Shah, who is president of the Association of State and Territorial Health Officials, noted that authorities in some states face a structural problem when they are thinking about Covid control measures now. Some governors have ended the state of emergency in their jurisdictions. As a result, some of the special orders that were used earlier may be out of reach.

And in a number of others states — those where resistance to Covid control measures ran high — elected officials have put some of public health’s tools off limits. North Dakata enacted legislation barring health authorities from requiring anyone to wear a mask, for any reason. Montana banned the practice of quarantining people who have been in contact with a person infected with a transmissible pathogen — robbing health authorities of one of the oldest known disease control techniques.

A report released in late May by the National Association of County and City Health Officials and the Network for Public Health Law revealed that at least 15 states had taken steps to tie the hands of health authorities. Parmet, who worked on the report, said some of these measures, adopted in the heat of the moment, are likely going to have implications on control of diseases like measles and tuberculosis after Covid is just a bad memory.

Courts, too have overridden some public health measures, including those that limited the number of people who could attend in-person religious services. In Wisconsin, the state supreme court overturned a stay-at-home order — at a time when even the Trump administration was urging people to restrict their movements to slow spread of SARS-2.

Traditionally the courts and legislatures have been supportive of emergency public health actions, Parmet said. But not so much anymore.

“Now you’ve got to think two, three, four times: ‘Can I do this? Do I have to start giving religious exemptions? And if I have to get religious exemptions, how do I enforce it for everybody?’” she noted. “There’s definitely an attitude of questioning public health authority on the federal bench and in some state courts.”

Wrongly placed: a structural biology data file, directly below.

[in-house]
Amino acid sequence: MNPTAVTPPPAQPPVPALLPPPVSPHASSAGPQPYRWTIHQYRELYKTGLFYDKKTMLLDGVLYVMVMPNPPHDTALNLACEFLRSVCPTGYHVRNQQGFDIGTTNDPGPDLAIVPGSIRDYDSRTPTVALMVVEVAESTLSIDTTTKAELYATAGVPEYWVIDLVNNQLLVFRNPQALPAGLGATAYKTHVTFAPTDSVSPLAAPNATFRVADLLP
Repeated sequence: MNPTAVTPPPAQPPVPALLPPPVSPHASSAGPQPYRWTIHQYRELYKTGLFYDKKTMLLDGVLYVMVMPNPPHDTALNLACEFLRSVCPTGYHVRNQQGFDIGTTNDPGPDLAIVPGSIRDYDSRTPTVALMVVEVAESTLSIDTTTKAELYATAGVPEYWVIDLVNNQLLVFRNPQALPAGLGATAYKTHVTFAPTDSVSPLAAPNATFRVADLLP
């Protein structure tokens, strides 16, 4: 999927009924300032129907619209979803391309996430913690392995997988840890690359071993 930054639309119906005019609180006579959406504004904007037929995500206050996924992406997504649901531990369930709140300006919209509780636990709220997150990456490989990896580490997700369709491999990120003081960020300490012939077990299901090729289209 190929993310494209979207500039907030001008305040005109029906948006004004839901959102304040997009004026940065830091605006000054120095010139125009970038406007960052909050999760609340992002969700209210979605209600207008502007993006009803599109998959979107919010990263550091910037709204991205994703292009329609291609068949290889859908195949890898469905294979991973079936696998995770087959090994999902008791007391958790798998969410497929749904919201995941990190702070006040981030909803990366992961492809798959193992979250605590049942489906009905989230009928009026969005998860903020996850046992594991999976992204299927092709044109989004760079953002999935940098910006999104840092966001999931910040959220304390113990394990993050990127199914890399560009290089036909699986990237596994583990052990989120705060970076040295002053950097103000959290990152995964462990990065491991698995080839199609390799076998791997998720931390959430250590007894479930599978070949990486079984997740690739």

Rivers thinks many of the control measures used earlier in the pandemic aren’t enforceable now, though she thinks people could be persuaded to resume wearing masks. She believes, though, that the way to make it palatable is to link the need for the measures to the vaccination of little children, who cannot yet be vaccinated; once children under 12 can be immunized, people should be told masks can be put away.

“I think there needs to be some sort of exit strategy,” she said. “I think that’s what helps people to understand that it isn’t forever.”

The use of vaccine mandates by some employers or institutions should also help, Rivers said, though in the absence of a national vaccine mandate — which isn’t in the cards — the effect will be piecemeal, benefiting the community in which a company or a university, say, is located. “The large institutions can reach quite deep into communities,” she said.

Jeffrey Duchin, health officer for the Seattle and King County public health department, shares the frustration and concern of others in his field. But he thinks communities will take steps to try to control Covid — when they reach the point where they believe the threat to them is real.

“I think people may change their way of thinking as Delta becomes more prevalent and they see more illnesses, hospitalizations, and deaths in their immediate personal experience,” said Duchin, who is also an infectious diseases professor at the University of Washington.

“With respect to the toolbox, we’ve got great vaccines. We’ve got mitigation measures that we know work like masking, distancing, improving indoor air quality. So, you know, when people decide they want to do something, we’ve got tools that will work,” he said. “I think you have to take the long view because it’s not going away.”

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Tracy Carr
Tracy is a veteran journalist and medicine graduate. she mostly writes about the health industry and biotech.